The Major Concepts Of Human Rights And The African Diaspora

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Human Rights and the African Diaspora is a topic, like many others, that doesn’t get much attention or many lack the knowledge of the topic. The premise behind shedding light and knowledge on the topic is for more individuals to understand the history and understand the present as well. In this document, one will learn and develop a better understanding about the movement of people of Africa into other countries and areas, such as the Americas, Europe, Caribbean areas and some other close associated lands. The Human Rights and the African Diaspora is not just something that is not often spoken or taught about but it is also something that is important still today in International Rights. The subject of human rights alone is important to International …show more content…
When and how long did it occur? When did, the human rights come into protect the people? But questions like that are often answered as one understands the major concepts behind any topic. Some of the major concepts behind the African diaspora and Human Rights are quite clear however, some are not.
The major concept behind human rights is the protection over citizens universally to be able to be afforded the same basic rights and more like others. However, the human rights concept would not have happened without the occurrence of the African diaspora. The main concept behind the African diaspora is the movement and migration the African people from their native land to many different foreign lands or as some refer to as the “New World”. A few more major concepts behind the African diaspora was the gain of monies, social and political. But just like any other era, it came to an end with much struggle, adjustments and laws to follow.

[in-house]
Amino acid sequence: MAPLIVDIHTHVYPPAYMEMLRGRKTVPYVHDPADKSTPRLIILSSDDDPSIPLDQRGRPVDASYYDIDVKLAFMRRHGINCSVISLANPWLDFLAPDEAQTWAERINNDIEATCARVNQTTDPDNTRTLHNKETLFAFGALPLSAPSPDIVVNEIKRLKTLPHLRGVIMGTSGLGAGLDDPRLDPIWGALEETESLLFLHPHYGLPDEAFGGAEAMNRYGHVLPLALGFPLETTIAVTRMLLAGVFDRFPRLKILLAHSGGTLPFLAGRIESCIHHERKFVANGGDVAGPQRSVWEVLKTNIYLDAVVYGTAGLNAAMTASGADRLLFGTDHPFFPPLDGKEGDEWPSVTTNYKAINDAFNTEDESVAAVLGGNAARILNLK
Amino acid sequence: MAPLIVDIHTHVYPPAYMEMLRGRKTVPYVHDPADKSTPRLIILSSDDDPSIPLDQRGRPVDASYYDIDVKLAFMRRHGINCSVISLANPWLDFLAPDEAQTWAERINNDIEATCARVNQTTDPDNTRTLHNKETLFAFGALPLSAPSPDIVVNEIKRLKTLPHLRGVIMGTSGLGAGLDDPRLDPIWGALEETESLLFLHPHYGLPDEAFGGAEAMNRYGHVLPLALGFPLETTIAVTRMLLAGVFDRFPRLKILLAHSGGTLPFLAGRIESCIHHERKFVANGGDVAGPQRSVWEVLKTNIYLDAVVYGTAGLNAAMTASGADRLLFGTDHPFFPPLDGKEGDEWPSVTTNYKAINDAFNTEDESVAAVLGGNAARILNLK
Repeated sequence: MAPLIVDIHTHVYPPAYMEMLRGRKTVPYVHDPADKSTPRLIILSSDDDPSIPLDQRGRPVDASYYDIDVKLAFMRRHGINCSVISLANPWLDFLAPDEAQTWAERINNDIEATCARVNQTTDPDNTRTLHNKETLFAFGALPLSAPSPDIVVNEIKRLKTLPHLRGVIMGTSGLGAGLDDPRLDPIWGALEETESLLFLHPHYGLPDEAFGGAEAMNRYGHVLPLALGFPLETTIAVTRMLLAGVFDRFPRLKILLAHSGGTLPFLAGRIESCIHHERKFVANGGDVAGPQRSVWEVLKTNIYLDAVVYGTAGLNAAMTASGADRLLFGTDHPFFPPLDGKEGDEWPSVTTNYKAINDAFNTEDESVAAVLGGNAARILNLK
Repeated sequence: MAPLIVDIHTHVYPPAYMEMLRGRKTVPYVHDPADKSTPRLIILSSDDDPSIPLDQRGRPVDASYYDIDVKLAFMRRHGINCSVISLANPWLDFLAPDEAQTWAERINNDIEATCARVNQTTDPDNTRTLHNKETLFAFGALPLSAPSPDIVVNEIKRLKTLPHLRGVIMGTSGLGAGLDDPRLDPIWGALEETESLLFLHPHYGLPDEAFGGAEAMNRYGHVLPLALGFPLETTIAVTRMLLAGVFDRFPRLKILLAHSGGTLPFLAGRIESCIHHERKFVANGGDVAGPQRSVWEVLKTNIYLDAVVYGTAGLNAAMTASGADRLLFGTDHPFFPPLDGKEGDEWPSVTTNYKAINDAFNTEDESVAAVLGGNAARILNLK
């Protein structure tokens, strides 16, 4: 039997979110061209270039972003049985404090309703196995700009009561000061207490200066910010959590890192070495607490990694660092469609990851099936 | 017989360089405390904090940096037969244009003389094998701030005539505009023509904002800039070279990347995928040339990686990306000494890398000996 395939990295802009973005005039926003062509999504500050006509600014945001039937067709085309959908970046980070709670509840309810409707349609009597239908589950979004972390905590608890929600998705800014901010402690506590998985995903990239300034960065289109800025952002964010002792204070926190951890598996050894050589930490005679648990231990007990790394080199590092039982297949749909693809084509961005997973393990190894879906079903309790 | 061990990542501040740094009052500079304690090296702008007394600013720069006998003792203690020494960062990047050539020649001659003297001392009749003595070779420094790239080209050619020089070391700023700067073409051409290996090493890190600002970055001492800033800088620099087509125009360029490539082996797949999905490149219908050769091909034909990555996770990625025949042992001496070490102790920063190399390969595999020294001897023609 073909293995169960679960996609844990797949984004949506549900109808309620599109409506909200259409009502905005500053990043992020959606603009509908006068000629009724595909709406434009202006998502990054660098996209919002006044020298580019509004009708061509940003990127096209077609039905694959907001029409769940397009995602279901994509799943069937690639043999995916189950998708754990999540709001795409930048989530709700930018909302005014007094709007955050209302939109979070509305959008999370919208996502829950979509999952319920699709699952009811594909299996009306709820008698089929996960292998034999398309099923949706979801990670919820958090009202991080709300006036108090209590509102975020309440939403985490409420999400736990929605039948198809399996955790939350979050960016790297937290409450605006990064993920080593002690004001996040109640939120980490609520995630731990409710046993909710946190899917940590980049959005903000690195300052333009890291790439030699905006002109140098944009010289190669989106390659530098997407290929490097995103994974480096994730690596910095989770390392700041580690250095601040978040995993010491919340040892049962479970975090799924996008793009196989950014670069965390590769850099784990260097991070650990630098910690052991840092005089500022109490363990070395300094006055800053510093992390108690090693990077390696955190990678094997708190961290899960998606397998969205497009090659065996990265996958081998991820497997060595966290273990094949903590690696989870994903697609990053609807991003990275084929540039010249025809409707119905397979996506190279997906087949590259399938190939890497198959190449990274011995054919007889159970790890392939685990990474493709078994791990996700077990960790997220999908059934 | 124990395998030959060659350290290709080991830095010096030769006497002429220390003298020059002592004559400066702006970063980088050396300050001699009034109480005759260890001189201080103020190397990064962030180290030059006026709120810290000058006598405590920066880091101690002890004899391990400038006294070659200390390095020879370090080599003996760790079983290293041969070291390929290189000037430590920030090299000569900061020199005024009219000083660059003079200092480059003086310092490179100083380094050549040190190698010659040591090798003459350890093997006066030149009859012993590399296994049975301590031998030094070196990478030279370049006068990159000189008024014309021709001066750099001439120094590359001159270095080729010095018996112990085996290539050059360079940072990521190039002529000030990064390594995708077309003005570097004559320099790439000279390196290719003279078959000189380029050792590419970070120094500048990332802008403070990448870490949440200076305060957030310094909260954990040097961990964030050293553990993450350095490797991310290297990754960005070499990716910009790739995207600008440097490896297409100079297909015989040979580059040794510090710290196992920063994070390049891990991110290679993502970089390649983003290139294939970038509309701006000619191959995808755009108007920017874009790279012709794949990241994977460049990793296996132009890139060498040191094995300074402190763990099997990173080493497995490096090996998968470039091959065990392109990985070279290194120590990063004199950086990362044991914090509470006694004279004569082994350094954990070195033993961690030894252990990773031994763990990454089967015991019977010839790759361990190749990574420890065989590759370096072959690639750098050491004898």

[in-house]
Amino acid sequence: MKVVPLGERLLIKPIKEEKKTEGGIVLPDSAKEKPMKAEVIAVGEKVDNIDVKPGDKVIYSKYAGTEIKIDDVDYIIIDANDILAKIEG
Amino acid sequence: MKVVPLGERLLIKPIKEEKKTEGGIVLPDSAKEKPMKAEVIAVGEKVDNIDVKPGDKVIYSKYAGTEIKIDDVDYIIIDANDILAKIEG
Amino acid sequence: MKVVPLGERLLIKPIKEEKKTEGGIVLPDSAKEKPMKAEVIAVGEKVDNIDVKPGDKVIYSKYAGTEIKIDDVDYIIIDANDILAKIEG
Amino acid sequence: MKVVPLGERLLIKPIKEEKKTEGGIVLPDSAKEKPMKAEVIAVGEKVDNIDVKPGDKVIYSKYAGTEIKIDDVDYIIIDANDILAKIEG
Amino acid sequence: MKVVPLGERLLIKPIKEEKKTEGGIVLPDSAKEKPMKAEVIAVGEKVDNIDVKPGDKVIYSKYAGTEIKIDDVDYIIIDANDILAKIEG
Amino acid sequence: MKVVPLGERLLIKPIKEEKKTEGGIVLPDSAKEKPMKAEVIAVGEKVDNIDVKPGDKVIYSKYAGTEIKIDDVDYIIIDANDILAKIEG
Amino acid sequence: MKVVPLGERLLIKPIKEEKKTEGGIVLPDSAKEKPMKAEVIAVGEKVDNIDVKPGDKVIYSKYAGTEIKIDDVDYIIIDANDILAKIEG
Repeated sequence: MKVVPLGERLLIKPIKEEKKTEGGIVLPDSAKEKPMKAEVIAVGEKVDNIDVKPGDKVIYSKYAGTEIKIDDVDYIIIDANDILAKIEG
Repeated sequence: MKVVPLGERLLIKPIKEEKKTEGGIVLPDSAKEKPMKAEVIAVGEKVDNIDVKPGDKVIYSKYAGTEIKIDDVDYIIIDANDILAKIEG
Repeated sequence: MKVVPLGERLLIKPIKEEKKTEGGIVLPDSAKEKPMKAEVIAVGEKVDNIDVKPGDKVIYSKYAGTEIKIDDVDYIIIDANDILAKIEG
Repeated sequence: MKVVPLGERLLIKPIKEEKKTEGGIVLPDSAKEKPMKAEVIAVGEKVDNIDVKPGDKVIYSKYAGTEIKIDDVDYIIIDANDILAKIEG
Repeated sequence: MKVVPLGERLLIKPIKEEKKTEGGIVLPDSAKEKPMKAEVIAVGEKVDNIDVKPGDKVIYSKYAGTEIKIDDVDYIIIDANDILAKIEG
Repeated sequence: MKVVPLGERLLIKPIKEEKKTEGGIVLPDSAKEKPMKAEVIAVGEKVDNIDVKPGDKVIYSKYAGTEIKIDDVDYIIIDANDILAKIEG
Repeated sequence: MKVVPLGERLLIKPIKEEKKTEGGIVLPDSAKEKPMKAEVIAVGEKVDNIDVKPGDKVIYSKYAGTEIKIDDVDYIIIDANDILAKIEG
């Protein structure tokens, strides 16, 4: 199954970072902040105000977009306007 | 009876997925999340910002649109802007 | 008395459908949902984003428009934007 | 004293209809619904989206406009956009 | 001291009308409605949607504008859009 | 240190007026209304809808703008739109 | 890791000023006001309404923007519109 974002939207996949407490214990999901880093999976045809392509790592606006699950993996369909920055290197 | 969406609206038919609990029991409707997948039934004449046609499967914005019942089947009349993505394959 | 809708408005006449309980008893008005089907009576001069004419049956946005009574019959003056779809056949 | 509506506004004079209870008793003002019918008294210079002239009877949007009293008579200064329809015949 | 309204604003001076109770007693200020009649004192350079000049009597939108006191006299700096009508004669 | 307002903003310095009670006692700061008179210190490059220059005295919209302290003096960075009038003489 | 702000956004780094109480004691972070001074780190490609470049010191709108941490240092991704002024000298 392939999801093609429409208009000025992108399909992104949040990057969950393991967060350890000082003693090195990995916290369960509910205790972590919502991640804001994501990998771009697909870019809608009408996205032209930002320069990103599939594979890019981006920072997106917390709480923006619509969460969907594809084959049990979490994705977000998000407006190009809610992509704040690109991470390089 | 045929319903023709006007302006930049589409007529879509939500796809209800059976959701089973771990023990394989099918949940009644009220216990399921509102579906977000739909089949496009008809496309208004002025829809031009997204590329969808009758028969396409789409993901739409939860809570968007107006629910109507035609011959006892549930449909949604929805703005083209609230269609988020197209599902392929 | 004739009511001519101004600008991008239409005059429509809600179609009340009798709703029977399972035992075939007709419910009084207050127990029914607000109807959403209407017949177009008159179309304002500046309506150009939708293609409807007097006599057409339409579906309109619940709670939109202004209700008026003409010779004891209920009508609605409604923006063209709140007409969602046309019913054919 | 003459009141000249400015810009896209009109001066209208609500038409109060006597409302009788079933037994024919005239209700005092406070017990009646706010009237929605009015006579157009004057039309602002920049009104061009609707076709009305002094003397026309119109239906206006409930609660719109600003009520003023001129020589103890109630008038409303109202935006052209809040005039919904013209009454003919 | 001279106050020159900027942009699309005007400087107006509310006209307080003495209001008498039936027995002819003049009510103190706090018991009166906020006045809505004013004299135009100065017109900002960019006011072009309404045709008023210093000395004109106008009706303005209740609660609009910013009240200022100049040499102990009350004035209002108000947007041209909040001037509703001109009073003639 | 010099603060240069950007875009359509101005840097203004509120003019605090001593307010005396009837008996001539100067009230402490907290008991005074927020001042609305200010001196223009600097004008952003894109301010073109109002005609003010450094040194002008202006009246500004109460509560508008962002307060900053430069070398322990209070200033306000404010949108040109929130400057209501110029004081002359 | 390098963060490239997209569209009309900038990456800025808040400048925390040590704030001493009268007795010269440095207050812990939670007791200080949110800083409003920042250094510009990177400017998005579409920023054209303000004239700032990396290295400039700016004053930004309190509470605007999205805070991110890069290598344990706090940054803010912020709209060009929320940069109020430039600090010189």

The history behind the African diaspora was more than fascinating and heart-breaking all in one. But the riveting research that was completed and the history obtained from readings will make one want to continue the journey or constant continuation of making sure all human rights are being followed and not being
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The table displays around 13 million Africans were deported among whom 11 million arrived alive in the Americas. Less than 5% traveled to the Northern American States formally held by the British. Senegambia, the Slave Coast (Bight of Benin), and the Bight of Biafra exported each approximately 15.4% of the total of the slaves. Central Africa, where the slave trade lasted longer, contributed approximately for 29%. One million people (7.7%) were taken from South East (Mozambique & Madagascar). The principal carriers were the Portuguese and their Brazilian colony (42.3%), followed by the British (23.6%), the Spanish and their Cuban colony (14.5), the French and their West Indian colony (11.4%), and the Dutch (4.5). Other smaller carriers including the Danes and the Americans share the rest of the trade (Whitley

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